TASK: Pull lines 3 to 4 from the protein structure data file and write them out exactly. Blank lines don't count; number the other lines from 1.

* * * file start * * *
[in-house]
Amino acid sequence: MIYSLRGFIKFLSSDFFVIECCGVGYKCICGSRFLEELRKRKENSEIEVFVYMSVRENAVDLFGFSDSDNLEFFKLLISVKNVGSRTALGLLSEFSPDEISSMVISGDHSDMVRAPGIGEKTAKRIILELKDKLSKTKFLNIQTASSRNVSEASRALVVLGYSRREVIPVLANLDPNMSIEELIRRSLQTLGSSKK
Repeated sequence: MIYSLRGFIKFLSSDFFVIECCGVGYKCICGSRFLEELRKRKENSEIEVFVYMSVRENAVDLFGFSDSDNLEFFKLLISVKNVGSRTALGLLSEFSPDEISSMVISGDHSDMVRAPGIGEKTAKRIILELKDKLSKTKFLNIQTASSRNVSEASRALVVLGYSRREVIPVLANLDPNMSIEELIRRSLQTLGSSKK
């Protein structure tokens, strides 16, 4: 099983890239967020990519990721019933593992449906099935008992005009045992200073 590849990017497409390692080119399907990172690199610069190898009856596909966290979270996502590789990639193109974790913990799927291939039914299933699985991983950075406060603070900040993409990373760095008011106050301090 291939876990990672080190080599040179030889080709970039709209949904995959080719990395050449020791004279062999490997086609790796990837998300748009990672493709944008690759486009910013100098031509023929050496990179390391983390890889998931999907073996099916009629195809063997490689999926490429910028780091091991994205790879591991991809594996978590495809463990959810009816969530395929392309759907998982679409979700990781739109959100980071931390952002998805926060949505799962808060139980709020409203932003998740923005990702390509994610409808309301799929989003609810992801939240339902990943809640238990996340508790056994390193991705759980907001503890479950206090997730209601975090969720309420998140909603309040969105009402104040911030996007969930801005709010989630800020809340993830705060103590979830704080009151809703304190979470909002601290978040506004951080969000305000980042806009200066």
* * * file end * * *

Repeated sequence: MIYSLRGFIKFLSSDFFVIECCGVGYKCICGSRFLEELRKRKENSEIEVFVYMSVRENAVDLFGFSDSDNLEFFKLLISVKNVGSRTALGLLSEFSPDEISSMVISGDHSDMVRAPGIGEKTAKRIILELKDKLSKTKFLNIQTASSRNVSEASRALVVLGYSRREVIPVLANLDPNMSIEELIRRSLQTLGSSKK
């Protein structure tokens, strides 16, 4: 099983890239967020990519990721019933593992449906099935008992005009045992200073 590849990017497409390692080119399907990172690199610069190898009856596909966290979270996502590789990639193109974790913990799927291939039914299933699985991983950075406060603070900040993409990373760095008011106050301090 291939876990990672080190080599040179030889080709970039709209949904995959080719990395050449020791004279062999490997086609790796990837998300748009990672493709944008690759486009910013100098031509023929050496990179390391983390890889998931999907073996099916009629195809063997490689999926490429910028780091091991994205790879591991991809594996978590495809463990959810009816969530395929392309759907998982679409979700990781739109959100980071931390952002998805926060949505799962808060139980709020409203932003998740923005990702390509994610409808309301799929989003609810992801939240339902990943809640238990996340508790056994390193991705759980907001503890479950206090997730209601975090969720309420998140909603309040969105009402104040911030996007969930801005709010989630800020809340993830705060103590979830704080009151809703304190979470909002601290978040506004951080969000305000980042806009200066």